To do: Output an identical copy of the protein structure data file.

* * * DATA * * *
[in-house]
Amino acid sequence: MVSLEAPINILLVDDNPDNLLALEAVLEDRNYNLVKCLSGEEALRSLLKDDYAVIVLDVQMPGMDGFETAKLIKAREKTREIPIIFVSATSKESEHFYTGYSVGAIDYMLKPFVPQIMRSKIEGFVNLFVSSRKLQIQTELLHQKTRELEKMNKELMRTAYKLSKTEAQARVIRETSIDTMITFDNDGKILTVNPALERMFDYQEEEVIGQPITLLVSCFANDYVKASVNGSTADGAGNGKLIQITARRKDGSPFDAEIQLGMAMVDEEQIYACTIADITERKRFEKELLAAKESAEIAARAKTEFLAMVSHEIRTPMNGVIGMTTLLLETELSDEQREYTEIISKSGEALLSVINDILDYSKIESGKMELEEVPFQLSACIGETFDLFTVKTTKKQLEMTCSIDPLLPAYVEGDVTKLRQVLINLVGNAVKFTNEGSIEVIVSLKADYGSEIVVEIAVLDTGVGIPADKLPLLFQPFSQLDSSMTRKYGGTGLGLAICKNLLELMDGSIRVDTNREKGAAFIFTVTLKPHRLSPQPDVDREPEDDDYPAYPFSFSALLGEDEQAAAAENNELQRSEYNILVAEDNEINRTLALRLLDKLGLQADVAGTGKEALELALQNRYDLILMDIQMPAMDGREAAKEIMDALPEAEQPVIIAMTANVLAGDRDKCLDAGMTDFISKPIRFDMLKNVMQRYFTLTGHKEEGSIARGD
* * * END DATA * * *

[in-house]
Amino acid sequence: MVSLEAPINILLVDDNPDNLLALEAVLEDRNYNLVKCLSGEEALRSLLKDDYAVIVLDVQMPGMDGFETAKLIKAREKTREIPIIFVSATSKESEHFYTGYSVGAIDYMLKPFVPQIMRSKIEGFVNLFVSSRKLQIQTELLHQKTRELEKMNKELMRTAYKLSKTEAQARVIRETSIDTMITFDNDGKILTVNPALERMFDYQEEEVIGQPITLLVSCFANDYVKASVNGSTADGAGNGKLIQITARRKDGSPFDAEIQLGMAMVDEEQIYACTIADITERKRFEKELLAAKESAEIAARAKTEFLAMVSHEIRTPMNGVIGMTTLLLETELSDEQREYTEIISKSGEALLSVINDILDYSKIESGKMELEEVPFQLSACIGETFDLFTVKTTKKQLEMTCSIDPLLPAYVEGDVTKLRQVLINLVGNAVKFTNEGSIEVIVSLKADYGSEIVVEIAVLDTGVGIPADKLPLLFQPFSQLDSSMTRKYGGTGLGLAICKNLLELMDGSIRVDTNREKGAAFIFTVTLKPHRLSPQPDVDREPEDDDYPAYPFSFSALLGEDEQAAAAENNELQRSEYNILVAEDNEINRTLALRLLDKLGLQADVAGTGKEALELALQNRYDLILMDIQMPAMDGREAAKEIMDALPEAEQPVIIAMTANVLAGDRDKCLDAGMTDFISKPIRFDMLKNVMQRYFTLTGHKEEGSIARGD